A Jerry Garcia sketchbook containing 17 original watercolor and pen and ink renderings, 1991
Seventeen drawings by Garcia, depicting fantasy, cartoonesque, realistic and abstract imagery, with two pages of words in Jerry's hand; one drawing torn from binding and laid in notebook. Bound in a gray spiral notebook, with marbled board covers, showing some wear.
Images in this book include a sketch of a brain/eye; two classic human forms from Jerry's vast work on the subject; and examples of his evolving series of sketches of the human hand. These are followed by several pages of cartoon characters and studies, the beginning of his geometric works, and what is likely a predecessor to the landscape work of "Desert Storm" or possibly "Smoke Signal." Toward the end, a colorful Egyptian-themed piece is followed by a blue arch study, and the final page is a nearly complete work that is very similar to "Courtyard." Present also is a note to himself to pick up "TV cam and banjo pics," giving us just a glimpse of his day-to-day life.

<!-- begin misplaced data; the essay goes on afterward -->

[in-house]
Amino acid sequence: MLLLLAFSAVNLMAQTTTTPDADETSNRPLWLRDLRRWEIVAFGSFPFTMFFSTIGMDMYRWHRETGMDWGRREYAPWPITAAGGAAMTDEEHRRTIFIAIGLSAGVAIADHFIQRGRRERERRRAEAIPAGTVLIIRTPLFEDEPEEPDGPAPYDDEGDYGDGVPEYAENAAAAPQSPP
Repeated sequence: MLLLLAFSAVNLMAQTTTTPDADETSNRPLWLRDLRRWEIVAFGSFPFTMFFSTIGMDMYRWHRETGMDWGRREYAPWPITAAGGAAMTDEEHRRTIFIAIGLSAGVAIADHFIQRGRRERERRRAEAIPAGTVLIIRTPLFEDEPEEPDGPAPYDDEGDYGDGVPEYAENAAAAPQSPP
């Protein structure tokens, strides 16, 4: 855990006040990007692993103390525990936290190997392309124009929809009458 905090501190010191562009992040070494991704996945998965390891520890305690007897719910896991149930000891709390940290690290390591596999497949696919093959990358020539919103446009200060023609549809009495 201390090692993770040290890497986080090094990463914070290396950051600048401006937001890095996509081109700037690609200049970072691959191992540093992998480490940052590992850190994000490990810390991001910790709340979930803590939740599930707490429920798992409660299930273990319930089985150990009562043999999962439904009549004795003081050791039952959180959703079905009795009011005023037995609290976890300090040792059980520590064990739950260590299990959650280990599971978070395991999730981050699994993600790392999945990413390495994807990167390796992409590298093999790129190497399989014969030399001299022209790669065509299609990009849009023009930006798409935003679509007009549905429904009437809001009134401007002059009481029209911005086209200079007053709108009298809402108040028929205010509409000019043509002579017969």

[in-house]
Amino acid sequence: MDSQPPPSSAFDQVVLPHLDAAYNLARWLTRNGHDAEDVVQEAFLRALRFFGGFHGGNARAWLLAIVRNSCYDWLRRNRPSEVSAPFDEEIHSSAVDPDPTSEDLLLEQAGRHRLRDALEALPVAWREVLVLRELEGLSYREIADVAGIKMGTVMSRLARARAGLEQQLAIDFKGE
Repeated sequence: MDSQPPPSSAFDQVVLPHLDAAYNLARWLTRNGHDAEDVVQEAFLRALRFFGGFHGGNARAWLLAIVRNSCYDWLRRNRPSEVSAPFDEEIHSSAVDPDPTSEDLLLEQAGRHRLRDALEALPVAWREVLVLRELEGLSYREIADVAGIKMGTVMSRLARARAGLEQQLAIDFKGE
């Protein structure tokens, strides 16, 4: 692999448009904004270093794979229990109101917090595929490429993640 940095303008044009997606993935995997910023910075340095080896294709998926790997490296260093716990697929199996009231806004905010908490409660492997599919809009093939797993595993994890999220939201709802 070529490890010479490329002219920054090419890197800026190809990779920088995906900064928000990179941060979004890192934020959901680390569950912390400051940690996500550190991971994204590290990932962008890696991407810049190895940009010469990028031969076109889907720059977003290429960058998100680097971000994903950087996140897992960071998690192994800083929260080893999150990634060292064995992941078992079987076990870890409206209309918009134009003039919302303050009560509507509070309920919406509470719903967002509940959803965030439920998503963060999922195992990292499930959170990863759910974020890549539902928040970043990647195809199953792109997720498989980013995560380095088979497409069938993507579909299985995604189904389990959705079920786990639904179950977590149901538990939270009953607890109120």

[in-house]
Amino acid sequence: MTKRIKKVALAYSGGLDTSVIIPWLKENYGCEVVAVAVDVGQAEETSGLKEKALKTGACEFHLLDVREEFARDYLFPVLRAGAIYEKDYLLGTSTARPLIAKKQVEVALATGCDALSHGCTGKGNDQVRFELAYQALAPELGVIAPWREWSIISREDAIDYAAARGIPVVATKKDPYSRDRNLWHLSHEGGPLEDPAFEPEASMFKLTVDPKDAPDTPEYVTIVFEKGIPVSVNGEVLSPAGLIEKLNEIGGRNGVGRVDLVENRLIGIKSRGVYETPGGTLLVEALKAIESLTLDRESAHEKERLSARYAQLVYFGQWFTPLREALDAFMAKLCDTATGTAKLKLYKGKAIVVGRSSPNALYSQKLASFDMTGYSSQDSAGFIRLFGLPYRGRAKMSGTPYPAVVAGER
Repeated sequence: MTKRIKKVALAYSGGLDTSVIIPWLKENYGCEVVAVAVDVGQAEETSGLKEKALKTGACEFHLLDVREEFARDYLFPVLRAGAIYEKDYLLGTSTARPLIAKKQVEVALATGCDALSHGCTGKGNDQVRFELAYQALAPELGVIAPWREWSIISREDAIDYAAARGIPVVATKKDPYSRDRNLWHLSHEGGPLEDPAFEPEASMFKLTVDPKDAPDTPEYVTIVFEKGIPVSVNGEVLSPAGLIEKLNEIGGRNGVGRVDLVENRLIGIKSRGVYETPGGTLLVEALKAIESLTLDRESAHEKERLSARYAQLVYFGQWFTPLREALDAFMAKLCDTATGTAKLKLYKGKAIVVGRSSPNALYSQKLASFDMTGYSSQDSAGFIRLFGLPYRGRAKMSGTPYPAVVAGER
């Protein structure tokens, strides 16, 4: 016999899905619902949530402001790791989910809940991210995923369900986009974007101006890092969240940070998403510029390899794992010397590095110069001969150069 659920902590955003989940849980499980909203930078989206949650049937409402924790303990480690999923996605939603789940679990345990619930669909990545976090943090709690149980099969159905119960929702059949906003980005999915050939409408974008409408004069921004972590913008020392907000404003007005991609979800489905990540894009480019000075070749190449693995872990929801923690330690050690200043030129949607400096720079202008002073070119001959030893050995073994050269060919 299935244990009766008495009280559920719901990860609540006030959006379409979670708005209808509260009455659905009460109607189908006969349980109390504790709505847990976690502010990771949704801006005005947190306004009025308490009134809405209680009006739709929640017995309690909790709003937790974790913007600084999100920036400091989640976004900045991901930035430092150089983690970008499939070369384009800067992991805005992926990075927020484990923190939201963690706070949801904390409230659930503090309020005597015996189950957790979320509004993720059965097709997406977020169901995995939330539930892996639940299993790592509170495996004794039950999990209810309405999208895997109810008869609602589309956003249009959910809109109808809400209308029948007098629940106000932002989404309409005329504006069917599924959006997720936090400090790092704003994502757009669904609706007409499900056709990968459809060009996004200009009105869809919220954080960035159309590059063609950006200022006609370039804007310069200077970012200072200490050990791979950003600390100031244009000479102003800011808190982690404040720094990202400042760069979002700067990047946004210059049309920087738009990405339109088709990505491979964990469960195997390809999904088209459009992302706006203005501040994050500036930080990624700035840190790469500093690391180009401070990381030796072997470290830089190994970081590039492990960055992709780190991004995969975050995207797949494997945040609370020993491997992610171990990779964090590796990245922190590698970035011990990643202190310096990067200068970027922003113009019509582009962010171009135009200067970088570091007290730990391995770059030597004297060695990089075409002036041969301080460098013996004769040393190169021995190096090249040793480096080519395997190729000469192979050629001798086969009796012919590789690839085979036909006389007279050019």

As remembered by Mountain Girl: "... The first image in the book is a brain/eye drawing. It shows Jerry's wild, creative side and his enjoyment for different kinds of imagery. The next two are classic human forms from Jerry's vast work on the subject. They also are excellent examples of his ever evolving work on the human hand. The next several pages contain a variety of cartoon characters, studies and his beginnings of geometric works. A golden predecessor of 'Desert Storm' or possibly 'Smoke Signal' follows. It clearly demonstrates Jerry's work on landscapes that would become a cornerstone of his portfolio. A note to himself to pick up 'TV cam and Banjo picks' gives us a wonderful look into his day to day routine. He has an early study on the following page of images he would express in several ocean related works. A colorful Egyptian themed piece is followed by a beautiful blue arch study. The final page in this Aquarelle sketch book is a nearly complete work that is very similar to 'Courtyard.' The value of Jerry's sketch books go far beyond their inspired content. They are the foundational work of an artist and a glimpse into how he approached his craft."
8 1/2 x 5 3/4 in.